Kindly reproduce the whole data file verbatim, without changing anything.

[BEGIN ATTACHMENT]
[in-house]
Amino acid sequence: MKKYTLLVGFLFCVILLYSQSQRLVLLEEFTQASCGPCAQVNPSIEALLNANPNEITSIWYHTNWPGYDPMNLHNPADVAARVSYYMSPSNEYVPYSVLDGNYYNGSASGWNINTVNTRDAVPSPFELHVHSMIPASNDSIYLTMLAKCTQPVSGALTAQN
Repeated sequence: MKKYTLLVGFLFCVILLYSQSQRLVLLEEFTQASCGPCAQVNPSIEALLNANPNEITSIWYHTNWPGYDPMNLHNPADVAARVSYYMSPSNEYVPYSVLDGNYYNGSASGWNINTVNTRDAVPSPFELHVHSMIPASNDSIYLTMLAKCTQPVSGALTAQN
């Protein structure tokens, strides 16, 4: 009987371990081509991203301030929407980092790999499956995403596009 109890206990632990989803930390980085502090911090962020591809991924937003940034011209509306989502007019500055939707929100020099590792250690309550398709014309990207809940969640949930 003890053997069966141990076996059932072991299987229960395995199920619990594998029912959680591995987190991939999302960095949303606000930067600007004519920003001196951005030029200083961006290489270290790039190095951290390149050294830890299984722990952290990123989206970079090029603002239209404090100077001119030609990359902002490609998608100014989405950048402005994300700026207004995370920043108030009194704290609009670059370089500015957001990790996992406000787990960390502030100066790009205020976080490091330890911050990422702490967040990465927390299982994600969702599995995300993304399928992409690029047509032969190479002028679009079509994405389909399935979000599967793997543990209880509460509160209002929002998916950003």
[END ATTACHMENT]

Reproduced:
[in-house]
Amino acid sequence: MKKYTLLVGFLFCVILLYSQSQRLVLLEEFTQASCGPCAQVNPSIEALLNANPNEITSIWYHTNWPGYDPMNLHNPADVAARVSYYMSPSNEYVPYSVLDGNYYNGSASGWNINTVNTRDAVPSPFELHVHSMIPASNDSIYLTMLAKCTQPVSGALTAQN
Repeated sequence: MKKYTLLVGFLFCVILLYSQSQRLVLLEEFTQASCGPCAQVNPSIEALLNANPNEITSIWYHTNWPGYDPMNLHNPADVAARVSYYMSPSNEYVPYSVLDGNYYNGSASGWNINTVNTRDAVPSPFELHVHSMIPASNDSIYLTMLAKCTQPVSGALTAQN
């Protein structure tokens, strides 16, 4: 009987371990081509991203301030929407980092790999499956995403596009 109890206990632990989803930390980085502090911090962020591809991924937003940034011209509306989502007019500055939707929100020099590792250690309550398709014309990207809940969640949930 003890053997069966141990076996059932072991299987229960395995199920619990594998029912959680591995987190991939999302960095949303606000930067600007004519920003001196951005030029200083961006290489270290790039190095951290390149050294830890299984722990952290990123989206970079090029603002239209404090100077001119030609990359902002490609998608100014989405950048402005994300700026207004995370920043108030009194704290609009670059370089500015957001990790996992406000787990960390502030100066790009205020976080490091330890911050990422702490967040990465927390299982994600969702599995995300993304399928992409690029047509032969190479002028679009079509994405389909399935979000599967793997543990209880509460509160209002929002998916950003």